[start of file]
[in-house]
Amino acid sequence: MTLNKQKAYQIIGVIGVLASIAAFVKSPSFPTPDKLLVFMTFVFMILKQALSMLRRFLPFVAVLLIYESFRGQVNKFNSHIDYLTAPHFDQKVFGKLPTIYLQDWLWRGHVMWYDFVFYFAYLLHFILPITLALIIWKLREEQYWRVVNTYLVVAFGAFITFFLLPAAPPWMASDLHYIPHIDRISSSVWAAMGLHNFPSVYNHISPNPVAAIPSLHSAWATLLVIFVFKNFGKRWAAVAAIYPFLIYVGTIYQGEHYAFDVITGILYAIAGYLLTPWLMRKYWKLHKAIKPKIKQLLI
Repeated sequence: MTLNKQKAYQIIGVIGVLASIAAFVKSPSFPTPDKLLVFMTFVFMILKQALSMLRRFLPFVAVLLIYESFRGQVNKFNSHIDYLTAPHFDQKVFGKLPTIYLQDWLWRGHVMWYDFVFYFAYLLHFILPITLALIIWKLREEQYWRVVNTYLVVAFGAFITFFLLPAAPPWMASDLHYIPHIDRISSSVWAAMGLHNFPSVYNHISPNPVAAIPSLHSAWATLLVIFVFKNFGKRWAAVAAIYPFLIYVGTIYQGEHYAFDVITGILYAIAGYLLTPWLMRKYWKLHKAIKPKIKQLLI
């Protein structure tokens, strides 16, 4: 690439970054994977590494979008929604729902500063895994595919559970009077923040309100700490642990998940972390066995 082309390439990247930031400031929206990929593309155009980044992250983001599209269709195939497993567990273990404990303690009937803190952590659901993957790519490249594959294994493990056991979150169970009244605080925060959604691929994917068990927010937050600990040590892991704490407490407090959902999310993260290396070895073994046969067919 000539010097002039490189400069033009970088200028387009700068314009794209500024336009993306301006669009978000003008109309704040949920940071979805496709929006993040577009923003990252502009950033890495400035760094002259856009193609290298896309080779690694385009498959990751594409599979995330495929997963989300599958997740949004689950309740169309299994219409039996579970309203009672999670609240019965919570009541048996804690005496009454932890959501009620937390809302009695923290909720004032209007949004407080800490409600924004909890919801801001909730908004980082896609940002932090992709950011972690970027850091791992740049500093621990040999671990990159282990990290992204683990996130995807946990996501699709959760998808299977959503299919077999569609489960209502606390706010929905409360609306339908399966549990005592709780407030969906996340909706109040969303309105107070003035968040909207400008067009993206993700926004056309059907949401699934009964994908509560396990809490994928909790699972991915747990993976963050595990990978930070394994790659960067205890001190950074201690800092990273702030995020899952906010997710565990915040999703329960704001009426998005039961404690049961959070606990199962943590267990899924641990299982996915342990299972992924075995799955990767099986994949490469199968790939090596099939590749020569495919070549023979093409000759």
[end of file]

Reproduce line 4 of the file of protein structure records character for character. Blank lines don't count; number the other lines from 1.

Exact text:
């Protein structure tokens, strides 16, 4: 690439970054994977590494979008929604729902500063895994595919559970009077923040309100700490642990998940972390066995 082309390439990247930031400031929206990929593309155009980044992250983001599209269709195939497993567990273990404990303690009937803190952590659901993957790519490249594959294994493990056991979150169970009244605080925060959604691929994917068990927010937050600990040590892991704490407490407090959902999310993260290396070895073994046969067919 000539010097002039490189400069033009970088200028387009700068314009794209500024336009993306301006669009978000003008109309704040949920940071979805496709929006993040577009923003990252502009950033890495400035760094002259856009193609290298896309080779690694385009498959990751594409599979995330495929997963989300599958997740949004689950309740169309299994219409039996579970309203009672999670609240019965919570009541048996804690005496009454932890959501009620937390809302009695923290909720004032209007949004407080800490409600924004909890919801801001909730908004980082896609940002932090992709950011972690970027850091791992740049500093621990040999671990990159282990990290992204683990996130995807946990996501699709959760998808299977959503299919077999569609489960209502606390706010929905409360609306339908399966549990005592709780407030969906996340909706109040969303309105107070003035968040909207400008067009993206993700926004056309059907949401699934009964994908509560396990809490994928909790699972991915747990993976963050595990990978930070394994790659960067205890001190950074201690800092990273702030995020899952906010997710565990915040999703329960704001009426998005039961404690049961959070606990199962943590267990899924641990299982996915342990299972992924075995799955990767099986994949490469199968790939090596099939590749020569495919070549023979093409000759």